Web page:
John Paczkowski

Recent Posts by John Paczkowski

Here’s That Steve Jobs E-Book Email to James Murdoch

jobsmail“Throw in with Apple and see if we can all make a go of this to create a real mainstream e-books market at $12.99 and $14.99.”

That’s an excerpt from an email sent by Apple co-founder Steve Jobs to James Murdoch of News Corporation (which owns this site) that figures prominently in the Department of Justice’s looming e-book price fixing case against Apple. The DOJ claims it’s clear evidence that Apple conspired with Murdoch’s HarperCollins imprint and other publishing companies to raise e-book prices and undermine Amazon’s $9.99 e-book pricing model. And, taken out of context, it might be.

But put in context, with the other dozen or so sentences in the message that contained it, that line seems a little less damaging. Certainly, it doesn’t quite imply that the two execs are about to embark on a “caper.” Read as a whole, Jobs’s email doesn’t have quite the conspiratorial tone the DOJ suggests. The late Apple co-founder doesn’t seem to be presenting $12.99 and $14.99 as hard and fast prices, but as price caps in broader pricing tiers. And he openly concedes that the agency model he’s proposing may well fail and that publishers who opt against it may succeed.

“We simply don’t think the e-book market can be successful with pricing higher than $12.99 or $14.99,” Jobs wrote. “Heck, Amazon is selling these books at $9.99, and who knows maybe they are right and we will fail even at $12.99. But we’re willing to try at the prices we proposed. We are not willing to try at higher prices, because we are pretty sure we’ll all fail.”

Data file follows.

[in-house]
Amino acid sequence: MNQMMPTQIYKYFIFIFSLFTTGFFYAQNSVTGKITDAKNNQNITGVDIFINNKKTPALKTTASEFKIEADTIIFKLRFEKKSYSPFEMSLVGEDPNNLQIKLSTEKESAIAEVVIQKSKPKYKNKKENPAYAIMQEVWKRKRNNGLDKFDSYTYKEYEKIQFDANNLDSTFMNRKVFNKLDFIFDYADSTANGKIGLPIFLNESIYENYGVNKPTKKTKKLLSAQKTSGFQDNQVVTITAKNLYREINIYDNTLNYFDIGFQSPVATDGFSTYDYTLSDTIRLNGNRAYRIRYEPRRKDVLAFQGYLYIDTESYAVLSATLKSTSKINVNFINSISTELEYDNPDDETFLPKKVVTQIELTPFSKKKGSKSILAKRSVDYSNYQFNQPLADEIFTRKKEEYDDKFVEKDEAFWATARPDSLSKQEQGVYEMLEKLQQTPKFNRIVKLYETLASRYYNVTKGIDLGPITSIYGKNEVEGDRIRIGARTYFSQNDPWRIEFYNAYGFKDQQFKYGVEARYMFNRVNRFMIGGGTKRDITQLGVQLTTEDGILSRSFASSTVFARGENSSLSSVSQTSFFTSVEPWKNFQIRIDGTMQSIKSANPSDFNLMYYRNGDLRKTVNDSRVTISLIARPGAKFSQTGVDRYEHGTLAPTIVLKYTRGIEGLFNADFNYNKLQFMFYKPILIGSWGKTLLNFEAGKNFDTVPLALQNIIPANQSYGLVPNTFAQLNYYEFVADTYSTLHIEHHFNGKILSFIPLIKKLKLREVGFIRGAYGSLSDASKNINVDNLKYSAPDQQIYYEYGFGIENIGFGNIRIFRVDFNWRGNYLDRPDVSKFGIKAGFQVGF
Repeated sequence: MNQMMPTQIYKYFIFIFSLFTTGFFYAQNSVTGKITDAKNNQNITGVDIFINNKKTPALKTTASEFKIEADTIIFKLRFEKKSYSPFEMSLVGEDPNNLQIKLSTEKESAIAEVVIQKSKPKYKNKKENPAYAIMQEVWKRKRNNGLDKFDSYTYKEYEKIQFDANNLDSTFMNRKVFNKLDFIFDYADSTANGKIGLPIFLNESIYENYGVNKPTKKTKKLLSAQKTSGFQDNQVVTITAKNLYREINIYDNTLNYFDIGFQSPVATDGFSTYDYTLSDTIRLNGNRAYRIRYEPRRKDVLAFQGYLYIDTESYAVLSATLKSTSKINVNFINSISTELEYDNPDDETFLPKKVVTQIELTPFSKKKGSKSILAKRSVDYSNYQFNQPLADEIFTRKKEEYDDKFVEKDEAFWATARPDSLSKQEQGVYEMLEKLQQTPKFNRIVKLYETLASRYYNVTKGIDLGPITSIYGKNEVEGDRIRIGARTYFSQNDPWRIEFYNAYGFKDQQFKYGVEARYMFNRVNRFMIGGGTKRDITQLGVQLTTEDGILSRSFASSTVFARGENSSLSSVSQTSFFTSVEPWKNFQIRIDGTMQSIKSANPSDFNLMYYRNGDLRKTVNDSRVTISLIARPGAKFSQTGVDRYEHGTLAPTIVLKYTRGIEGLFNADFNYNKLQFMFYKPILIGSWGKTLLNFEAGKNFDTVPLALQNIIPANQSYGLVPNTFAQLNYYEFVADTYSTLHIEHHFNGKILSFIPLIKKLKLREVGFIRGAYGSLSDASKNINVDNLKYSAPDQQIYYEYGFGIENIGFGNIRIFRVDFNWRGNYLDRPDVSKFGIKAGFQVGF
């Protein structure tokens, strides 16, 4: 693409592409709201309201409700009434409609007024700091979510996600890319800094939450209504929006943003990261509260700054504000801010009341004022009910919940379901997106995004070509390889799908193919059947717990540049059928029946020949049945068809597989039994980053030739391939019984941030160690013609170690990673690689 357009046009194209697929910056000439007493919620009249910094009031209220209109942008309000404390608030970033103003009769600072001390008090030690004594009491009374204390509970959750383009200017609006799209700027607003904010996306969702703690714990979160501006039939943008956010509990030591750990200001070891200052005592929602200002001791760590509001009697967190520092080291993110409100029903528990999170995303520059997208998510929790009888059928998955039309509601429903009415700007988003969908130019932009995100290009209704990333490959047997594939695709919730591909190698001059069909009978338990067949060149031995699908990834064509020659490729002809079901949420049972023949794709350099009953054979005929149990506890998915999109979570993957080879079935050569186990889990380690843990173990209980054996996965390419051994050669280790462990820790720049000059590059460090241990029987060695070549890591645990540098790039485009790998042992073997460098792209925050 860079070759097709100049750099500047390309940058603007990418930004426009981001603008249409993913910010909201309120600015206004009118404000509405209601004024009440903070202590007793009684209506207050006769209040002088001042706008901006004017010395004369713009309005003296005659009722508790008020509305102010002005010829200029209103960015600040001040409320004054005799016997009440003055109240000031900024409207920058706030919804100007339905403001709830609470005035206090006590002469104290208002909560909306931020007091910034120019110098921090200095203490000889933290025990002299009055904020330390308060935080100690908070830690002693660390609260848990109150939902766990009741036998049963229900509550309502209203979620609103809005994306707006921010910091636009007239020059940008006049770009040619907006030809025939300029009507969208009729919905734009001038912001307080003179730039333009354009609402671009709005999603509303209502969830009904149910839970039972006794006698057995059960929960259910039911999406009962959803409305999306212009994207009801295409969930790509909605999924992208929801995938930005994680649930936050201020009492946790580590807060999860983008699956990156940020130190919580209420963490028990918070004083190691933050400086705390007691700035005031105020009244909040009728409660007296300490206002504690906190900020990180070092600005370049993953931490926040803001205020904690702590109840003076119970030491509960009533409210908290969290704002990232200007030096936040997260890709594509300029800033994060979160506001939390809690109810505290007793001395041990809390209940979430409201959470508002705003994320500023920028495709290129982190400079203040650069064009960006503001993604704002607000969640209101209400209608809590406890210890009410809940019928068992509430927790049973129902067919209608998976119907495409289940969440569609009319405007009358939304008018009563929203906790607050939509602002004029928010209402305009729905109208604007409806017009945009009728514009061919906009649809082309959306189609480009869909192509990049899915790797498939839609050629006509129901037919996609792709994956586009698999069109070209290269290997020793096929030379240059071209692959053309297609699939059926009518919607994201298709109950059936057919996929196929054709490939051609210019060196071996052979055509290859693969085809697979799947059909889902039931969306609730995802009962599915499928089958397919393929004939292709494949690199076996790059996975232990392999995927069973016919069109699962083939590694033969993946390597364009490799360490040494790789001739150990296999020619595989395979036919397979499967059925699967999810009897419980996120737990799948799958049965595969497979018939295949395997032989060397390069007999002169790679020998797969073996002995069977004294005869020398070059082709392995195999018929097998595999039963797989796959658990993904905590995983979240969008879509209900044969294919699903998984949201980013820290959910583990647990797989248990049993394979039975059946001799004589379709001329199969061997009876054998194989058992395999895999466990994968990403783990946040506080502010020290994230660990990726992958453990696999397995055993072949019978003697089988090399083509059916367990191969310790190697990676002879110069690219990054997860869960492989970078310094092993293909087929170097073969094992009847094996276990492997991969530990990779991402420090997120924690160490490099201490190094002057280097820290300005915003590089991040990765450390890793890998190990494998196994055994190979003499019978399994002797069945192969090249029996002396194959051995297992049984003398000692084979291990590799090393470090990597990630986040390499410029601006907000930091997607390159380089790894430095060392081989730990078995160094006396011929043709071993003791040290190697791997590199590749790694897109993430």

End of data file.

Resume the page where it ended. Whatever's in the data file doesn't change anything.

Now, this is but one piece of evidence in a much larger case. And the DOJ does claim to have other evidence that reflects poorly on Apple, specifically testimony that suggests it used its prowess in the apps market to push reticent partners into signing its e-books deal. But in this particular case, it does seem to have cherry-picked a quote for maximum effect.

In the end, it will be up to the court to decide which interpretation to embrace. Below, Jobs’s email, and below that, the full exhibit from which it’s taken.




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Just as the atom bomb was the weapon that was supposed to render war obsolete, the Internet seems like capitalism’s ultimate feat of self-destructive genius, an economic doomsday device rendering it impossible for anyone to ever make a profit off anything again. It’s especially hopeless for those whose work is easily digitized and accessed free of charge.

— Author Tim Kreider on not getting paid for one’s work